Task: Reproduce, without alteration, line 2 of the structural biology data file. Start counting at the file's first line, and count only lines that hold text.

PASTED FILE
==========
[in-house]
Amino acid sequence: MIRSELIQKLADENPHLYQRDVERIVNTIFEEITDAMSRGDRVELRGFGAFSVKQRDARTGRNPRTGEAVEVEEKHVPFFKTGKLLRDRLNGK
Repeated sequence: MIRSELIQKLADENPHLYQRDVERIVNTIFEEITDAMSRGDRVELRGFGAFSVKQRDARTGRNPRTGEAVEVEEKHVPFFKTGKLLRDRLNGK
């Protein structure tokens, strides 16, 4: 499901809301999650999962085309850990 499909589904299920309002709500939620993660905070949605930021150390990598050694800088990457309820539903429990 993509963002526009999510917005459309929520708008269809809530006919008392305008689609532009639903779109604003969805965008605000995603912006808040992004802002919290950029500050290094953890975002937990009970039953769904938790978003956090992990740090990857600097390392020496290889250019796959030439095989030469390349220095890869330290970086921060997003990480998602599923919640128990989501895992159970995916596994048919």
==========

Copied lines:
Amino acid sequence: MIRSELIQKLADENPHLYQRDVERIVNTIFEEITDAMSRGDRVELRGFGAFSVKQRDARTGRNPRTGEAVEVEEKHVPFFKTGKLLRDRLNGK